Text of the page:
Back door!

On my way home the other day, a woman (who apparently needed to get off at 23rd & Union) waited until all the other passengers getting off at that stop had disembarked before moseying toward the back door and mumbling something inaudible in the general direction of the driver. The oblivious driver proceeded to pull away from the stop. “I want to get off,” she called out, louder this time. The bus kept moving. Before the driver had made it halfway down the block, she was screaming, “I want off! I want to get off!” at the top of her lungs. Thankfully, the driver pulled over and let her off. (My ears wouldn’t have survived the ride to Marion.)

Then, today, on my way to work, a man who got off at my stop asked for the back door so quietly (and for some reason, listlessly–it wasn’t that early), I’m surprised he heard himself. Like I said to Bus Nerd, who witnessed it with me, it was the weakest “back door” I have ever heard.

There’s something thrilling (and, for us shy types, at least, a little bit terrifying) about getting off at the back door. Will the driver notice you and open it automatically, or will you have to (gasp!) draw attention to yourself and your need to disembark? And will you be able to get the driver’s attention (along with everyone else’s), or will you find yourself stuck on board, embarrassed and forced to hoof it back to your original destination?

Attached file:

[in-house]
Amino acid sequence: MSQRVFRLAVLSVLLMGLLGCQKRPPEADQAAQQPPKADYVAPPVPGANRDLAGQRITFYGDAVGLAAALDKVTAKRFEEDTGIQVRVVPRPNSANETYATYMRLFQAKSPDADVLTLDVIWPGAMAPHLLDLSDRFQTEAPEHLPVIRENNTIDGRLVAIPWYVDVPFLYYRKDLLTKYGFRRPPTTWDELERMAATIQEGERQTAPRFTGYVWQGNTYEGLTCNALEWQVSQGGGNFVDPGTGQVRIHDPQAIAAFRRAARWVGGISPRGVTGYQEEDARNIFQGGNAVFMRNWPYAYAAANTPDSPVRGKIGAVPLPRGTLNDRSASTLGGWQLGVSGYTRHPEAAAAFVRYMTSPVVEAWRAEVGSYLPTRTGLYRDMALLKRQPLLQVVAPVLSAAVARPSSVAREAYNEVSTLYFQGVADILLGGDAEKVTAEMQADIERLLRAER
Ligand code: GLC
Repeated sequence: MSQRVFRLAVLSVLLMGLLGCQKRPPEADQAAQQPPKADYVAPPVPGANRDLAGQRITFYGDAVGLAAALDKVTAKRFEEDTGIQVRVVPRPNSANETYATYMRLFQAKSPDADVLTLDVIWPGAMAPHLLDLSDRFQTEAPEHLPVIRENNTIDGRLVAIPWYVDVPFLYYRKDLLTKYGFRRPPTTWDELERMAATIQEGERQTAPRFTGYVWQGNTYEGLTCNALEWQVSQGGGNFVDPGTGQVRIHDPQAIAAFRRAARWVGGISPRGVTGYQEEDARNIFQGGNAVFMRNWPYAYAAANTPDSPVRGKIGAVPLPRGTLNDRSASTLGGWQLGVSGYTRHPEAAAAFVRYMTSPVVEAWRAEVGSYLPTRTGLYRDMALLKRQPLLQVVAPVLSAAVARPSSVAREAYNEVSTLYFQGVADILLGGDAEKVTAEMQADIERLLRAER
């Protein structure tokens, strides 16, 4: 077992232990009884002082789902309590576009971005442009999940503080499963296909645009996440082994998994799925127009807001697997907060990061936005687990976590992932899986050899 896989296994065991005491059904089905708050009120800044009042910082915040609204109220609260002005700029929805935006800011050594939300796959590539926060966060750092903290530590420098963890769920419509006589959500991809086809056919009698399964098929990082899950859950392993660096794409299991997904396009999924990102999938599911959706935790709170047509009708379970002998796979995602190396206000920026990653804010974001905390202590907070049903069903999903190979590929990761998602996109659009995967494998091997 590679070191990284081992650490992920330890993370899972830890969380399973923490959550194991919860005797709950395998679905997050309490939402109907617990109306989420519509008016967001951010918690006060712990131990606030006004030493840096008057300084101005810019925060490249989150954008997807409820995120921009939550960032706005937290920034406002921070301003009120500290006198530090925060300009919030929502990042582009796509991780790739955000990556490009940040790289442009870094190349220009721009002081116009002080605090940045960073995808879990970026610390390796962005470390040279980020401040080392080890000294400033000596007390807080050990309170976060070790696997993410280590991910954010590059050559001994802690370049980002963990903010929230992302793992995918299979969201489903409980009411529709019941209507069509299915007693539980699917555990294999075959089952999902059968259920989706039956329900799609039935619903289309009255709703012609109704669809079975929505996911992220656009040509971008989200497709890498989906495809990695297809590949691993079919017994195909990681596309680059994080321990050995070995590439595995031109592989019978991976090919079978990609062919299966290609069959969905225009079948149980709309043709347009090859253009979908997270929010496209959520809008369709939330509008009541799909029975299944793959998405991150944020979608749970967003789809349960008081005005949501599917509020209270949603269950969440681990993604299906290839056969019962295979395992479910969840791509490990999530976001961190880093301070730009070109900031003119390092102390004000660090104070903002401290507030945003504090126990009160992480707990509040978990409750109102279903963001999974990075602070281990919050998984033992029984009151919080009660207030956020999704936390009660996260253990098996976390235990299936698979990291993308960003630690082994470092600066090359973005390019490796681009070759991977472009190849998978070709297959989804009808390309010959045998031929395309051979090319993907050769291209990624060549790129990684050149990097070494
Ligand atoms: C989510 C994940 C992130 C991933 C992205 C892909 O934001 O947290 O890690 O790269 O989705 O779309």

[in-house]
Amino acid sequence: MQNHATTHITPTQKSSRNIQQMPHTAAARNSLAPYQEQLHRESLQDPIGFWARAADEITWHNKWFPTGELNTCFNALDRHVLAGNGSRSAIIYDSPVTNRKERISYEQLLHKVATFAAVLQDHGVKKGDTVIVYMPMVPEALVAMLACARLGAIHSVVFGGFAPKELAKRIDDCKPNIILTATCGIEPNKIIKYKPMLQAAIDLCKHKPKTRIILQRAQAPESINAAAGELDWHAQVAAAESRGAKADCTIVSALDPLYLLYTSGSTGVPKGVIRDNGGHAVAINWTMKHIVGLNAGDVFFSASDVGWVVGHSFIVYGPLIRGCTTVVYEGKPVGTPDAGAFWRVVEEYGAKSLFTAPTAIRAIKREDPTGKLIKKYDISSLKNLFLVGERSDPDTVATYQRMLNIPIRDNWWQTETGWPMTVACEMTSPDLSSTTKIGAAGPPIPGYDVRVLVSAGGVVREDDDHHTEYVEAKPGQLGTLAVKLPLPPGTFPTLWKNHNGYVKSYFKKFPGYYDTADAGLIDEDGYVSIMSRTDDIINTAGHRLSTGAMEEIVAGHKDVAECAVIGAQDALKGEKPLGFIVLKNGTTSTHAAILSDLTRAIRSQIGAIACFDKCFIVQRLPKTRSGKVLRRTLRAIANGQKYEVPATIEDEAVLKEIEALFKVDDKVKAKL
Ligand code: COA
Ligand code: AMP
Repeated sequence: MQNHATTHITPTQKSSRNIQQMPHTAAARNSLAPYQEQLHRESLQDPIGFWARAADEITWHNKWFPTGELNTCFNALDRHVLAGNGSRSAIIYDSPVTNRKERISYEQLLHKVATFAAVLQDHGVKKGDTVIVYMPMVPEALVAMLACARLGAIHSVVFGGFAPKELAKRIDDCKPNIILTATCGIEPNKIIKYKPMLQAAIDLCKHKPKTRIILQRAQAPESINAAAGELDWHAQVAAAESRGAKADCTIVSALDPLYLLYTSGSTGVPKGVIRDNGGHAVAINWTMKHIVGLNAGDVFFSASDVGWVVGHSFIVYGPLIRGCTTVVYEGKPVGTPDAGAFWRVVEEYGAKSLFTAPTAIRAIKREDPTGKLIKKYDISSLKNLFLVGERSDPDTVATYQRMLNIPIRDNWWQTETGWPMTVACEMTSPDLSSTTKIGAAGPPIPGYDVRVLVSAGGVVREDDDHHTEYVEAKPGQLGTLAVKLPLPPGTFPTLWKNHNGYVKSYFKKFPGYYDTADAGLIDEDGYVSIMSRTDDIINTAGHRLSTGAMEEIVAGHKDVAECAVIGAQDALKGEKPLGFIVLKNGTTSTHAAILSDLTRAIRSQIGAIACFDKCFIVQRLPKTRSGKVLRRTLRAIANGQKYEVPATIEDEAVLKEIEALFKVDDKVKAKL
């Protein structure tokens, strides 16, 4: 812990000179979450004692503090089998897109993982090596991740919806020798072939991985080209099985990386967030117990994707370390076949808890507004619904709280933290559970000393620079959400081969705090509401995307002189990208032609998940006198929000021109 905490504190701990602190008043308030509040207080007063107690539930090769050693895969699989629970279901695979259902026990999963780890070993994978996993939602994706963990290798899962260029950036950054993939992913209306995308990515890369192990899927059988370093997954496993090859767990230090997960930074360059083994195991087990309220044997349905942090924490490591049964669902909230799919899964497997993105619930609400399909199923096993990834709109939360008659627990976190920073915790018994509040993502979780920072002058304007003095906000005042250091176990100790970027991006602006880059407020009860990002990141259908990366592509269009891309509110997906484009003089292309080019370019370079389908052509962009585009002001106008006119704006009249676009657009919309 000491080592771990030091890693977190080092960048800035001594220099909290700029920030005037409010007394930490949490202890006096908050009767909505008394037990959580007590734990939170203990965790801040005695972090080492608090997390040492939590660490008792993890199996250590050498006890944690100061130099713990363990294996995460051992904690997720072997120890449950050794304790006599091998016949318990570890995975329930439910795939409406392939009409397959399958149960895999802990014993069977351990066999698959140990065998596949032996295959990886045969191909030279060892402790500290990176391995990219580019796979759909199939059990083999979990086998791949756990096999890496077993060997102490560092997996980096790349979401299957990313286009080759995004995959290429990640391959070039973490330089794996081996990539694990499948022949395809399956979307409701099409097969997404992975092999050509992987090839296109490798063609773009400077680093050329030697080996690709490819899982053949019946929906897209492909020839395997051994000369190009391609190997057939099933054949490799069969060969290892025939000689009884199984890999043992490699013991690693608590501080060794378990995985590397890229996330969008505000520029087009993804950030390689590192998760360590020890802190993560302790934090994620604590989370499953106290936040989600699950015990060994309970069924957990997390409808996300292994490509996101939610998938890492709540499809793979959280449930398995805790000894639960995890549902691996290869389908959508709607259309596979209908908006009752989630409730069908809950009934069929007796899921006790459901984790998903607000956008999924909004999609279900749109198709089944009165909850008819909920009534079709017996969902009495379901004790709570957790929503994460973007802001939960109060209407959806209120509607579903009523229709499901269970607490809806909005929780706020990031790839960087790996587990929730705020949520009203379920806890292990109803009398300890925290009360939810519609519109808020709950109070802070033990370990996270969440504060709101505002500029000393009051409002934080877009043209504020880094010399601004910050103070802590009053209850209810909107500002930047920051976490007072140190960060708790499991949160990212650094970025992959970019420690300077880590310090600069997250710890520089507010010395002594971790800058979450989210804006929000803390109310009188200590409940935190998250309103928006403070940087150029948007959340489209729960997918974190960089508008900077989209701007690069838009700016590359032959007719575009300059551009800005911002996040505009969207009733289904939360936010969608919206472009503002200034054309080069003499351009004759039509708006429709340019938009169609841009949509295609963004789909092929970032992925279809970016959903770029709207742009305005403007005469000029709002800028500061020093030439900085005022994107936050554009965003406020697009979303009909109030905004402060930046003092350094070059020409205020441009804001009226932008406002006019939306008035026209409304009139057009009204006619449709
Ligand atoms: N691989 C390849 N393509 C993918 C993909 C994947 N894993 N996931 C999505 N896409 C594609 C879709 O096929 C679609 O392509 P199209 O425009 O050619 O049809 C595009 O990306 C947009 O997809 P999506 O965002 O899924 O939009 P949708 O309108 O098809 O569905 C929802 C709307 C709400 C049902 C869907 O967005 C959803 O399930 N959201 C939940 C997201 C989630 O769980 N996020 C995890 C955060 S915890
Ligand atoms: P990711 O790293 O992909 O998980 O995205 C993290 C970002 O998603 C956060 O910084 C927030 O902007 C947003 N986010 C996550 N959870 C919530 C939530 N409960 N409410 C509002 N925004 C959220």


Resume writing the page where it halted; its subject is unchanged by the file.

I’ve made something of a hobby of observing “back door” requests.

There is the casual, confident, open-sesame-style command of the experienced rider (Back door!), who never questions whether the request will be granted.

There is the red-faced, whispered entreaty (Back door?), the one that begs, “Please don’t look at me!” and apologizes for the inconvenience.

There is the polite request. (Back door, please.)

There is the shouted, indignant demand of the entitled. (Back door!)
(Subtext: “Do as I say, public servant!”)

There is the shouted, indignant, demand of the panicked. (Back door!)
(Subtext: “Didn’t you hear me? Please don’t drive away yet!”)

My favorite “back door” of all time, though, was by young man (who was actually trying to get on the bus) at Montlake several months ago. He stood in front of the closed doors, resigned, and muttered (more to those of us lined up behind him than to the driver), “Back door, dude.”